Expressing the sense of the House of Representatives that the deployment of United States forces in Iraq be terminated immediately.

Resolved, That it is the sense of the House of Representatives that the deployment of United States forces in Iraq be terminated immediately.
The Republican position is, of course, their rewrite is what all Americans knew Murtha really meant, and what all the opponents of Bush were really, really saying all along, no matter what the actual words here were - and they'd call this guy's bluff and force all these critics of Bush and the war either to admit that is what they really wanted, by voting for this, or by voting against it give their full support to a war that may go on for as long as it goes on, or until the commander-in-chief, not anyone else, says we've won. They'd force them to call for immediate withdrawal, and expose them as cowards, or force them into a vote of complete and unquestioning confidence in the president.

It's one or the other. There's no middle ground.

The Democrats said it was a false choice, and voting for something no one proposed. The Republicans said, no, it wasn't - this is what you really are saying even if you won't admit it - so say either Bush has always been right and made no mistakes, ever, or that you want to give up like cowardly dogs - there are only two alternatives, either vote for what we know you are really saying, or for against it, admitting Bush has always been right. Put up or shut up.

One Democrat in a clip - they didn't identify him - asked why the Republicans were doing this. We just want to talk about what we should do about this war. It's our job.

He was shouted down.

Now this all may strike you as cheap, theatrical, and rather stupid. It may offend your sense of logic. You may think it's childish. But the Republicans are counting on most Americans saying, "AH HA! - Now we see who is cowardly and hates America and hates our troops - This reveals ALL!"

We'll see if that happens. Glancing at the immediate reaction on the web, the right side is saying this is brilliant and exposes the cowards for what they are, and the left side is pretty pissed.

Were any minds changed? Probably not.

But people on both sides are pretty angry.

This was an interesting house session.

There was Jean Schmidt, Republican from Ohio, the newest member of the house, having just narrowly won her seat in a nasty fight with Paul Hackett, a fellow who fought in Iraq and is, of all things, a Democrat. (That race was discussed in these pages here and here - she's a nasty piece of work.)

At one point in this whole mess she told the house of a phone call she received from a Marine colonel.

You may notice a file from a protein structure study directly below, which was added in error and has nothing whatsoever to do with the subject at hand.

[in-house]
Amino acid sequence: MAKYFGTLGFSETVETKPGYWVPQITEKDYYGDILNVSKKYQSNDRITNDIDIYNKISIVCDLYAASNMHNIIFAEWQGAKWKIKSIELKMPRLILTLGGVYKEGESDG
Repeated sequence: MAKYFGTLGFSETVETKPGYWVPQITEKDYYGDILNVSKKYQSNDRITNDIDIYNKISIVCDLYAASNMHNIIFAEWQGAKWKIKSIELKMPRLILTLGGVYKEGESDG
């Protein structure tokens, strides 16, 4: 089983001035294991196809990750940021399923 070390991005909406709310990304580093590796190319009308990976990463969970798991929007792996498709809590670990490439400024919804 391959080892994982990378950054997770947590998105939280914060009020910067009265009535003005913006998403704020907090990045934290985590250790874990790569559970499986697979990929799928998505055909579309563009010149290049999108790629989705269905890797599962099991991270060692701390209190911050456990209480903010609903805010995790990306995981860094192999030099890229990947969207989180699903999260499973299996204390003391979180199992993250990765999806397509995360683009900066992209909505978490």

"He asked me to send Congress a message - stay the course. He also asked me to send Congressman Murtha a message - that cowards cut and run, Marines never do."

Martha was a Marine for thirty-seven years. He reenlisted to fight in Vietnam. He has two Purple Hearts and a Bronze Star. Three years ago, he won the Semper Fidelis Award of the Marine Corps Foundation, the highest honor the Marines can confer.

She called him a coward and not much of a Marine.

She's the daughter of a well-known local banker - a guy who owned Indianapolis racecar teams on the side. She's married to an investment counselor. She has a twenty-seven-year-old daughter. She's a leader of Right to Life of Greater Cincinnati. She should know?

But that's when it got good. A bunch of Democrats booed and shouted her down. Harold Ford (Tennessee) charged across the chamber's center aisle screaming that Republicans were making an uncalled-for personal attack. Marty Meehan (Massachusetts) was yelling, "You guys are pathetic. Pathetic!" Everything came to a standstill. They turned off the microphones for ten minutes after this -
The Speaker Pro Tempore: The house will be in order. The house will be in order. The house will be in order. The house will be in order. The house will be in order. The gentlelady will suspend. And the clerk will report her words. All members will suspend. The gentleman from Arkansas has demanded that the gentlelady's words be taken down. The clerk will report the gentlelady's words.

The Speaker Pro Tempore: The house will be in order. Members, please take seats. The gentlelady from Ohio.

Ms. Schmidt: Mr. Speaker, my remarks were not directed at any member of the House and I did not intend to suggest that they applied to any member. Most especially the distinguished gentleman from Pennsylvania. I therefore ask for unanimous consent that my words be withdrawn.

The Speaker Pro Tempore: Without objection. The gentlelady's words will be withdrawn.
Well, she didn't want to be censured. House rules do not allow members "to impugn the integrity" of any other members.

She's new. She doesn't need that. So she took it back.

But one assumes she got a kick out of being referred to as "the gentlelady from Ohio." That's a laugh.

Conservative but perpetually cantankerous pro-war pundit Andrew Sullivan adds this -
She later withdrew her remarks from the record. But those words linger as a reminder of what these Republicans have become. ... Every time you think these Republicans can sink no lower, even after their vile smears against Kerry's service last year, they keep going. They make me sick to my stomach.

Why not the Murtha proposal? Here's what strikes me as the salient question right now. Why won't the Republicans force a vote on the Murtha proposal - a phased withdrawal over six months - rather than "immediate" withdrawal? If the GOP wants to demonstrate a backbone on the war, let them force that vote. I'd passionately vote it down, if I were a Congressman.